An instructive example:
In The Simpsons episode “He Loves to Fly and He Do'hs”, probably best known for featuring a guest voice by Stephen Colbert, Homer needs to deliver some bad news to Marge, so he decides to do it aboard a private plane.
When he hires the private plane, the exchange goes something like this:
Pilot: Well, anything for a fellow marine.
Homer (nervously): Semper... uh, fudge!
Pilot: Did you just say “Semper fudge”?
Homer: No, I said the right thing.
This is a mildly amusing exchange, but not that important in the long run, other than it reinforces Homer's bumbling doofus persona that features so heavily into most Simpsons episodes, but later on, aboard the plane, Homer finds the pilot passed out, only waking up long enough to inform Homer that he didn't think he'd be flying today, so he did a bunch of heroin.
Another mildly amusing exchange, except that suddenly and without warning, the dynamic has flipped from Homer being the incompetent one to the pilot being the incompetent one. You have an idea of who this pilot is based on is two lines of dialog, and then a later joke that involves him runs entirely counter to who you think this character is. Because they flipped the clearly established character relationship without ever addressing it, something kind of rings false.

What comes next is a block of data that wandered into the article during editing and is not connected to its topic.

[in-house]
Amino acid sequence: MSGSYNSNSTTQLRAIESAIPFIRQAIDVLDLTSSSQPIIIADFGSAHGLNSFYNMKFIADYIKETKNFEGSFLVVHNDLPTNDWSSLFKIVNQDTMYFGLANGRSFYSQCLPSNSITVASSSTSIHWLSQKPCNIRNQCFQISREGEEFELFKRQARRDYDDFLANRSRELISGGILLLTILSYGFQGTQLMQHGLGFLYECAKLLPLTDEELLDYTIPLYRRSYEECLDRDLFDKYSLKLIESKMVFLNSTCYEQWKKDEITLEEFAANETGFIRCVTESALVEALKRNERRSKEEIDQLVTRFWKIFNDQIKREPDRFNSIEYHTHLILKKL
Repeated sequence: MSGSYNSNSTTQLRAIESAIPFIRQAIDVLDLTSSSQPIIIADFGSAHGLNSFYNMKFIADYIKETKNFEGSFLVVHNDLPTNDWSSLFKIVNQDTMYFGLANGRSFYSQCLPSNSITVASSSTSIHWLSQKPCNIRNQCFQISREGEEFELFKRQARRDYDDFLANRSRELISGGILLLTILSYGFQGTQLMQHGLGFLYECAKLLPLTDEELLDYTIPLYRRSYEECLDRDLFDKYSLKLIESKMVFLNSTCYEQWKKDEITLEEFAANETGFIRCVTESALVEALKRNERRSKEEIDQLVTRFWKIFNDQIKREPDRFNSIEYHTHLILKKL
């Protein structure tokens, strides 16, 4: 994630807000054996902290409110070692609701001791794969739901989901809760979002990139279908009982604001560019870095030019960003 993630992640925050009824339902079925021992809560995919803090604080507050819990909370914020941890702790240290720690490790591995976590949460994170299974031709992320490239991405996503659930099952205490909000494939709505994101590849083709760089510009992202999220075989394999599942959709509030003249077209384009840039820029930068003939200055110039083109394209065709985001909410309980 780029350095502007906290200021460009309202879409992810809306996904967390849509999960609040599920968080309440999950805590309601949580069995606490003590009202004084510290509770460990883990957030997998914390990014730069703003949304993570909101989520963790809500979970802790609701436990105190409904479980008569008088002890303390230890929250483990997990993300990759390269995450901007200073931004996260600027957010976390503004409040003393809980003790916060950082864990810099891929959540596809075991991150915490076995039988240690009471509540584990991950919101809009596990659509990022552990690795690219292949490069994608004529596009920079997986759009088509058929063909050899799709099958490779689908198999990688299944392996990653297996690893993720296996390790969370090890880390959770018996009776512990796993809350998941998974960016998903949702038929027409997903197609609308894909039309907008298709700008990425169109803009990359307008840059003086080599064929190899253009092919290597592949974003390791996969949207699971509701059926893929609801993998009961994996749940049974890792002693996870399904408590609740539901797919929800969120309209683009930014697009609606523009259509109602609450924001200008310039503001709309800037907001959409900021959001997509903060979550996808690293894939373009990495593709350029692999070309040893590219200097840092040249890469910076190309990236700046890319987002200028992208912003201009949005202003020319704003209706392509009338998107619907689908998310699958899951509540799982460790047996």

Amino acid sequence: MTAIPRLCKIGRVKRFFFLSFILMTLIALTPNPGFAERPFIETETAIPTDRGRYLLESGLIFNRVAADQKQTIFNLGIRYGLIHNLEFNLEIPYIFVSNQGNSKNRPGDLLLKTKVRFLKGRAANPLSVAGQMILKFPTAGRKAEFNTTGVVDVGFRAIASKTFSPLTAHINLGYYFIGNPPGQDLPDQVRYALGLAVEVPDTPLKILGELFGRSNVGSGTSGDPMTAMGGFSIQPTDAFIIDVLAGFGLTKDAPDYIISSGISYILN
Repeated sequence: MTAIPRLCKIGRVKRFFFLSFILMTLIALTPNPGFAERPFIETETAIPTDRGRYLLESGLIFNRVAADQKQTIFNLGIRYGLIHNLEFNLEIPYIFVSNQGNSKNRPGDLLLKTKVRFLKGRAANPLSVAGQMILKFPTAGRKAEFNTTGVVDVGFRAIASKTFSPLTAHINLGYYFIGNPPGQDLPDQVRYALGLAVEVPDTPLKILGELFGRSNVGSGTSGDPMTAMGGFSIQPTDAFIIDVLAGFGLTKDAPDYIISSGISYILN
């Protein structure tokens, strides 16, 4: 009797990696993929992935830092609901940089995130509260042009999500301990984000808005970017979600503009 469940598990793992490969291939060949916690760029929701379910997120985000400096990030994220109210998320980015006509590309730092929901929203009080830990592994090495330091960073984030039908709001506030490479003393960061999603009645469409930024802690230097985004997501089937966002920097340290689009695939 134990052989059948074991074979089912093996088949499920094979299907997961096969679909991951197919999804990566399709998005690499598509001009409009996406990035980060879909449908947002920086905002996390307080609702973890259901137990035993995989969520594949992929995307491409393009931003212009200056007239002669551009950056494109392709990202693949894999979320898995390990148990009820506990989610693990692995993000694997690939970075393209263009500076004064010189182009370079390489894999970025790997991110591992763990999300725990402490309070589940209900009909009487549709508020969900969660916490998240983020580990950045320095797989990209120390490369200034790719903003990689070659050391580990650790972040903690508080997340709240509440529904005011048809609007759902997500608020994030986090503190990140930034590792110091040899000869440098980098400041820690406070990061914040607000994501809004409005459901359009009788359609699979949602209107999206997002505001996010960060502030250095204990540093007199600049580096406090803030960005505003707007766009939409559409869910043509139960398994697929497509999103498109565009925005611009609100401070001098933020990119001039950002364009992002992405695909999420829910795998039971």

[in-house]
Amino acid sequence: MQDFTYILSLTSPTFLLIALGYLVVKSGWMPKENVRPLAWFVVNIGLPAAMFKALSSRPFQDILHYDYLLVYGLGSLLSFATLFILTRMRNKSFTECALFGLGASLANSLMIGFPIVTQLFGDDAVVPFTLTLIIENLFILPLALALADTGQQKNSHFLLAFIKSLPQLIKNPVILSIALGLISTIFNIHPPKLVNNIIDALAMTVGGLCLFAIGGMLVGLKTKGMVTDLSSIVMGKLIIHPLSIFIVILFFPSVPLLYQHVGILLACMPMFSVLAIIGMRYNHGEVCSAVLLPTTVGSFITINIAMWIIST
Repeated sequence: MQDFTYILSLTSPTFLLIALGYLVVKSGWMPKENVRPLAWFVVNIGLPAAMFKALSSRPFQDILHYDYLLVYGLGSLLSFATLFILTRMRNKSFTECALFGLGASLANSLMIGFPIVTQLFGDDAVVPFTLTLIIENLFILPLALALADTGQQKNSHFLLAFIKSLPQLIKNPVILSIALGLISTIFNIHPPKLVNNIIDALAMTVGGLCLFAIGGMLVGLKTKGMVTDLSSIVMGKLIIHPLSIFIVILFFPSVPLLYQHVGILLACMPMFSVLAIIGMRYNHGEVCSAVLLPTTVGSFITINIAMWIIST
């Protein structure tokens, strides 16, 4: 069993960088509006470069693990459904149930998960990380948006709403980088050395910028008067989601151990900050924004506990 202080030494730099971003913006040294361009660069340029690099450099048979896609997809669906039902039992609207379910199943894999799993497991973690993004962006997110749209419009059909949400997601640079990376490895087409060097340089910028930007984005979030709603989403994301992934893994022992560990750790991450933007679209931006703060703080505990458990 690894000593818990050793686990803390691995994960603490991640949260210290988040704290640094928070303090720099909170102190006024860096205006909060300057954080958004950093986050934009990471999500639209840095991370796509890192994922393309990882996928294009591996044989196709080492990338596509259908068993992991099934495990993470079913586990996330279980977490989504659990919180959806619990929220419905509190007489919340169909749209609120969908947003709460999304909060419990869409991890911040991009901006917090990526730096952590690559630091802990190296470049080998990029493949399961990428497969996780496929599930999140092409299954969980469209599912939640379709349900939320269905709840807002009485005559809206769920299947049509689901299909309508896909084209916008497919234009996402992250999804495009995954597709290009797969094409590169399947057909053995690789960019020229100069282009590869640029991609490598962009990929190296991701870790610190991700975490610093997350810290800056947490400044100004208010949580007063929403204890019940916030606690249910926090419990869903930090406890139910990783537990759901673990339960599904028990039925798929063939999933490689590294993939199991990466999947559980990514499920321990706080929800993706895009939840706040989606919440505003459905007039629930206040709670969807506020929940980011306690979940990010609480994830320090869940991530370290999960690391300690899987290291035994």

You know that high play you were in where you were an extra, and your drama teacher always told you that it was important that you knew exactly who your character was, and where they were going after they left the stage?
Yeah, turns out this is what happens when you don't do that.